CLPR represented Manjunatha, a person with 100% visual impairment, in a petition before the Karnataka High Court which required the Court to determine the education rights of persons with disabilities. Manjunatha sought to apply for the BEd Course in Karnataka; however, he was denied permission to sit for the written examinations during the admission process by reason of his disability exceeding 75%. The Announcement issued by the Department of Public Instructions permitted applications from persons with disability but restricted it to such applicants who had a disability exceeding 40% but below 75%. In its judgment dated 29 September 2011, a Single Bench of Karnataka High Court presided by Justice Mohan Shantanagoudar allowed the petition by holding that such a provision in the announcement ran counter to the Persons with Disabilities (Equal Opportunities, Protection of Rights and Full Participation) Act, 1995.
Jayna Kothari on behalf of Manjunatha, argued that that the definition of “Person with Disability” under Section 2(t) of the PWD Act, 1995 carried no upper limit for disability and therefore a person whose disability is more than 40% cannot be denied benefits under the Act. Moreover, persons with 100% visual impairment are perfectly capable of pursuing degree courses in order to complete their education and the announcement is arbitrary in terms of its prescription of such upper limits of disability for eligibility. In response to the Government’s contention that visually impaired candidates would not be able to perform teaching jobs, Kothari argued that the question of ability to pursue education is different from that of the ability to perform duties under an employment. Moreover, persons who are visually impaired have successfully completed Phd and other post-graduate degrees and have even been successful teachers.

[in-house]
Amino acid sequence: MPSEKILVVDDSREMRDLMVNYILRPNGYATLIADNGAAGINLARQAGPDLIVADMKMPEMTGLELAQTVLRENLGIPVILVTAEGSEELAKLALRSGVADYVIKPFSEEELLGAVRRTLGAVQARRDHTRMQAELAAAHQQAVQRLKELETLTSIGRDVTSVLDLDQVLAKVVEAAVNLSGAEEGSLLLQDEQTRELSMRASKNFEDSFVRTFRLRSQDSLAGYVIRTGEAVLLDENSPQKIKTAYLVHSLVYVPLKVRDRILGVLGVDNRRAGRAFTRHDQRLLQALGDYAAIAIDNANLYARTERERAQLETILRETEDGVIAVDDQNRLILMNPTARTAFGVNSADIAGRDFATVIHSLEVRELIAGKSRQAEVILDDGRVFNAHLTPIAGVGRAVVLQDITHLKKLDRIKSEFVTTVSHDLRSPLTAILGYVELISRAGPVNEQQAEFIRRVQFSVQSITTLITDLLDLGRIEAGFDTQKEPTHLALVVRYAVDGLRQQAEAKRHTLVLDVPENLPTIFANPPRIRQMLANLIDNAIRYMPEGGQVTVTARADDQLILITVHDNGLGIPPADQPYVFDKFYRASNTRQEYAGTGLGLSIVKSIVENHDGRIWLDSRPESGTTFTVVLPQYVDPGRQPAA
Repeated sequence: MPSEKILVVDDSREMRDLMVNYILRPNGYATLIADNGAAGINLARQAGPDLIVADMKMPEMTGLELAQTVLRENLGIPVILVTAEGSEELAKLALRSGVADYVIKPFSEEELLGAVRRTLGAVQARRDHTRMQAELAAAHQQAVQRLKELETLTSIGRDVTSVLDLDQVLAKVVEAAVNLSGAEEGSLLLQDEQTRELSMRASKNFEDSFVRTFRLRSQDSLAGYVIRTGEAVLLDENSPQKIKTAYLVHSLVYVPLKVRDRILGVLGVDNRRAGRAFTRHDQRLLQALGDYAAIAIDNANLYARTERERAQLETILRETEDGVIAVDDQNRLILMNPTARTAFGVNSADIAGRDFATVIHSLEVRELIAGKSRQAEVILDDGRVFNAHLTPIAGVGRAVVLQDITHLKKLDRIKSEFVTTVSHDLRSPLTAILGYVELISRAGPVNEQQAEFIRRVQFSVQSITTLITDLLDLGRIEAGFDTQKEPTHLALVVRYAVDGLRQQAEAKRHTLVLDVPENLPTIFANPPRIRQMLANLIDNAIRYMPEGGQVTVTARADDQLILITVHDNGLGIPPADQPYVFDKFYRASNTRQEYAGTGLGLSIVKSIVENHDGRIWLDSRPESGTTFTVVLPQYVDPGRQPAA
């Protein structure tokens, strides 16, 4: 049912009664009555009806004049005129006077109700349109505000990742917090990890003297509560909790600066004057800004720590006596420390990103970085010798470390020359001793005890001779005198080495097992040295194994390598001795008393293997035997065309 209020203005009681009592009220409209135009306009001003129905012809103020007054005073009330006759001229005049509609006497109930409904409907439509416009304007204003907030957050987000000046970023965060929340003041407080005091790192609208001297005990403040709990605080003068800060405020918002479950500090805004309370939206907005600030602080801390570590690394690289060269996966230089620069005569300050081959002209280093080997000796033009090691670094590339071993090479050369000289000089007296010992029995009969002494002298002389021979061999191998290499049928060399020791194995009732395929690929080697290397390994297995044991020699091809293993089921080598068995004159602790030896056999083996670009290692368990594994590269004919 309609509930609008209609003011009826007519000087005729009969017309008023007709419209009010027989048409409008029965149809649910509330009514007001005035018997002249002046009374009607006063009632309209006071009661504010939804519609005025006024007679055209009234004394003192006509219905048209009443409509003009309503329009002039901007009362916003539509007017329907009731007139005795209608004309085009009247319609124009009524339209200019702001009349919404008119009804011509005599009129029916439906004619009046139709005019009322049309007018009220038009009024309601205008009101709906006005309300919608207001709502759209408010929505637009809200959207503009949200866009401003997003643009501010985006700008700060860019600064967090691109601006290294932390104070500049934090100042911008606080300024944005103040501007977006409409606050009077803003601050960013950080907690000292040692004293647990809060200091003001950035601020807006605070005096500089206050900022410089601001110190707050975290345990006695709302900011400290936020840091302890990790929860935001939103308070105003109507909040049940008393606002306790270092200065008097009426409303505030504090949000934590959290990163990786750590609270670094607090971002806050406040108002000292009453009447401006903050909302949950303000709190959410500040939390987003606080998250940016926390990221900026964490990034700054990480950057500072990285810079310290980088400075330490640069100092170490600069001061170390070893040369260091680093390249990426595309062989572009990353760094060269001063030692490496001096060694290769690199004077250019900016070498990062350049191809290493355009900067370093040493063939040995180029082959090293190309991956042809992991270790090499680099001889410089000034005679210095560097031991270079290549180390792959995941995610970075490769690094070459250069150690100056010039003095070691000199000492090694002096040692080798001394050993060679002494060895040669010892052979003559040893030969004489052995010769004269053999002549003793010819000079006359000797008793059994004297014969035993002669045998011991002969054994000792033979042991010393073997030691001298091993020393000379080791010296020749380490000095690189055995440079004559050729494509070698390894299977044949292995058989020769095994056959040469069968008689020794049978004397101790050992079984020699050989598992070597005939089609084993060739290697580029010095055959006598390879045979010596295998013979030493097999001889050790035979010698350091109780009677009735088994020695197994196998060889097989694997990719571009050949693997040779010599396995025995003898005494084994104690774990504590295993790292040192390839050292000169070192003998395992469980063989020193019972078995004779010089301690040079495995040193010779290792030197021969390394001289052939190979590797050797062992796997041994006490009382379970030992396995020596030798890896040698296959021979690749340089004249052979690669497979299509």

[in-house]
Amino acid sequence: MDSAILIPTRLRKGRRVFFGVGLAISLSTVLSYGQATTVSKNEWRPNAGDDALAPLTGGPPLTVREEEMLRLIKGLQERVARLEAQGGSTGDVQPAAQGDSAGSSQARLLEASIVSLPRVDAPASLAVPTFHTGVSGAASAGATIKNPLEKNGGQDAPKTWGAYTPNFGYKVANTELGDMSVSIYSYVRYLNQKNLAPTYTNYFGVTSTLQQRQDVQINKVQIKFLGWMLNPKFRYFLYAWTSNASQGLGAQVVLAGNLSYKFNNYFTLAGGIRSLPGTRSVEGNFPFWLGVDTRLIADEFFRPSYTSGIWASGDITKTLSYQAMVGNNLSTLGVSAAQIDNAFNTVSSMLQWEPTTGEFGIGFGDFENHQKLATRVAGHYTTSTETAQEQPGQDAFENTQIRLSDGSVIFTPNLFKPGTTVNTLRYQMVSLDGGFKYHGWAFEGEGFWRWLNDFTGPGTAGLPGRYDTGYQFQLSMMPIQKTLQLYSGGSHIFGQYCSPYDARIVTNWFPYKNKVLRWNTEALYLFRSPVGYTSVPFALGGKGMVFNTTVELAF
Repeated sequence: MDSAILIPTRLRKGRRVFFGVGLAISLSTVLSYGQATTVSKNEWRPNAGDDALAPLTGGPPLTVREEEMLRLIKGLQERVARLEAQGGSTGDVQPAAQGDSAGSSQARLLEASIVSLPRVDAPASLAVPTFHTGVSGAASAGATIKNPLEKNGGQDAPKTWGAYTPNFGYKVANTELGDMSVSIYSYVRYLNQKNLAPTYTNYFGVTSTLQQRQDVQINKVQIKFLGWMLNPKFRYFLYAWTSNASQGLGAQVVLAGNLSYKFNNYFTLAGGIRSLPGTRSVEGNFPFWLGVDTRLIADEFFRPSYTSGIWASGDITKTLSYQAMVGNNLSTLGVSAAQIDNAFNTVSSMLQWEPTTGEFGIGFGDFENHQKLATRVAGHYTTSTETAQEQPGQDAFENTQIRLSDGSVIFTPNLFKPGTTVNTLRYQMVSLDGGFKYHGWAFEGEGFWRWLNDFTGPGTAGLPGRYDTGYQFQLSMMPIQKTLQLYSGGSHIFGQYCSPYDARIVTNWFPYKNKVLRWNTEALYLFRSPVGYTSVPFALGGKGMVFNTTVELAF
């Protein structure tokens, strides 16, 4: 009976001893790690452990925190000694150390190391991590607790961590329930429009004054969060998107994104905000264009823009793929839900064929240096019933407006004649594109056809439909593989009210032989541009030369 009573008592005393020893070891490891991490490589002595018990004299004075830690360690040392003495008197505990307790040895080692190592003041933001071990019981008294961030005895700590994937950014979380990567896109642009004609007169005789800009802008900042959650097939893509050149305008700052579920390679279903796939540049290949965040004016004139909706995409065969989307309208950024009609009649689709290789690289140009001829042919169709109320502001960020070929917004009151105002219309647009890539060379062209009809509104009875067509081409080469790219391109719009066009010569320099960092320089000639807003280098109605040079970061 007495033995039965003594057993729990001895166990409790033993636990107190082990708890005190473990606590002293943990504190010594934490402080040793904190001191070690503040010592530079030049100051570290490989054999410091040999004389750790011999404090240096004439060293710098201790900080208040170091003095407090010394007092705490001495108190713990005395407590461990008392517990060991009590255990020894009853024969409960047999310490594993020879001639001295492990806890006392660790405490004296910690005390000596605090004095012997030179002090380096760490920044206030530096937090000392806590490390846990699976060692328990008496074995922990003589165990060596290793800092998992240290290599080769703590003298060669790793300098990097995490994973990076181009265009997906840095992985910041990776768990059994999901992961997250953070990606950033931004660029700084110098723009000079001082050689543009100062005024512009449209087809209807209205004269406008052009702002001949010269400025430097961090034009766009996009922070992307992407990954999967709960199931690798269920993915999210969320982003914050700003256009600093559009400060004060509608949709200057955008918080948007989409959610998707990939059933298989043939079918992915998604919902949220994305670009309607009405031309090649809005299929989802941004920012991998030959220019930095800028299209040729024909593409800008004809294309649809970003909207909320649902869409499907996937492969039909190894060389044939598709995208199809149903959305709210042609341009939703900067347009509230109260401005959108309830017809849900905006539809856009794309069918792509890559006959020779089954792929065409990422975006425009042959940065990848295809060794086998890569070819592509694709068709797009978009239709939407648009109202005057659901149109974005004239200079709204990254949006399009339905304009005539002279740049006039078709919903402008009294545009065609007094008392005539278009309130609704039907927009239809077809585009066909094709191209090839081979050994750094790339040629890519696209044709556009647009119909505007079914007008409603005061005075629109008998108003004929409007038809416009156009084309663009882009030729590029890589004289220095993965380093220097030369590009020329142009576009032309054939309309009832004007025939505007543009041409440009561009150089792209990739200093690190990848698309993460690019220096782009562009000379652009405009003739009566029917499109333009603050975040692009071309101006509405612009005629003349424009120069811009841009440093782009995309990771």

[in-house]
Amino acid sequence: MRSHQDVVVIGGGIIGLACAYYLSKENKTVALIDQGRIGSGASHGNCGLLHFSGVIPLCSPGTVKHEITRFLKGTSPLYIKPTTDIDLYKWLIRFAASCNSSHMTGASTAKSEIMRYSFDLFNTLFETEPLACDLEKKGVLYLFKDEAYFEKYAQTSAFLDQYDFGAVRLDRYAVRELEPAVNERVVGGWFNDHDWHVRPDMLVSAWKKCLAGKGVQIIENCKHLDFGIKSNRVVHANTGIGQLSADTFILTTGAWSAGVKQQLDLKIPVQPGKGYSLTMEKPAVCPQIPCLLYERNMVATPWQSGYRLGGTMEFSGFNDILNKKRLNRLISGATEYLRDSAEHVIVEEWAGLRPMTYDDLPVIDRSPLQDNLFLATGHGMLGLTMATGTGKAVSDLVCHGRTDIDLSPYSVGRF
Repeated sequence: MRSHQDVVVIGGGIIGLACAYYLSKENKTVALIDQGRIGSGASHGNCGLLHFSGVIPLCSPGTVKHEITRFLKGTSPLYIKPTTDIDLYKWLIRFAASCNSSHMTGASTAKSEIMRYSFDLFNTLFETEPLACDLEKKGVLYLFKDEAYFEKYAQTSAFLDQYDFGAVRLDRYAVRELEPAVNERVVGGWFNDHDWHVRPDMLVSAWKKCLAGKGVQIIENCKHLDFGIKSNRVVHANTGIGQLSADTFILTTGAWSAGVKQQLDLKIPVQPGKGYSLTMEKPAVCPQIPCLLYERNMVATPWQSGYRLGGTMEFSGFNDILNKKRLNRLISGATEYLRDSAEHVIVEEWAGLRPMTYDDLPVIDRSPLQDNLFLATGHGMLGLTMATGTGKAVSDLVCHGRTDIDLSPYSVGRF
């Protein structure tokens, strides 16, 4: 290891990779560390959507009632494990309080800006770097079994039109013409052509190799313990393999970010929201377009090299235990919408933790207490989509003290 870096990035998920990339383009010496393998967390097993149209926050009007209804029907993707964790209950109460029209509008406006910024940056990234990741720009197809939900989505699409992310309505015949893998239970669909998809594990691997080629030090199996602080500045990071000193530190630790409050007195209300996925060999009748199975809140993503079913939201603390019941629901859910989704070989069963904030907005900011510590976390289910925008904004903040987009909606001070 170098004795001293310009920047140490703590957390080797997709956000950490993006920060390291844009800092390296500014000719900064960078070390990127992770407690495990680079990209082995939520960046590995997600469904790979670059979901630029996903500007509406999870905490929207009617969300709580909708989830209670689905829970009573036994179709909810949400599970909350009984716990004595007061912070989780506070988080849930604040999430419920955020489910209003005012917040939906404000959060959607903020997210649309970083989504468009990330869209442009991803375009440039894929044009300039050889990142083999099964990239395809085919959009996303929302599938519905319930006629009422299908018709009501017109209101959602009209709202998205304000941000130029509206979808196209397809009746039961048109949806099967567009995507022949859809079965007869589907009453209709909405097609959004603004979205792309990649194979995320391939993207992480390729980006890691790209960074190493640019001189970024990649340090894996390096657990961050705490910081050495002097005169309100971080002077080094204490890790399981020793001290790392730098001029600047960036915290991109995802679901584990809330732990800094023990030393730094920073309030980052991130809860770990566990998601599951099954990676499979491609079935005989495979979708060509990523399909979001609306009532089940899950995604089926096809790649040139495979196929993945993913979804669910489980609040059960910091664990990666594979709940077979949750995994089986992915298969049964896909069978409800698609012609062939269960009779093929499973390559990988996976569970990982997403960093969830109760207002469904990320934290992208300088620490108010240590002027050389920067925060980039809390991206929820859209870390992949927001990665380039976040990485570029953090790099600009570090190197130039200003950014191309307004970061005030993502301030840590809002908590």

The Government argued that the upper limit in the announcement was based on a similar provision in Karnataka Selection of Candidates for Admission to Teachers Certificate Higher Course (TCH) and Bachelor of Education Course (B.Ed) Rules 1999 and therefore such a Notification could not be challenged. The Bench however, rejected this contention by holding that the Rules were primarily enacted for regulating capitation fees and not for “regulating the reservation policy of the education system relating to physically impaired candidates”. The Court further held that since the Rules run contrary to the PWD Act, it would not be proper for the State Government to rely on the Rules to deny admission to candidates having more than 75% disability. Therefore, the Court ruled in favour of Manjunatha and held that he is entitled to take up CET for admission to B.Ed Course and further declared that he shall not be denied admission on the basis of his disability exceeding 75%.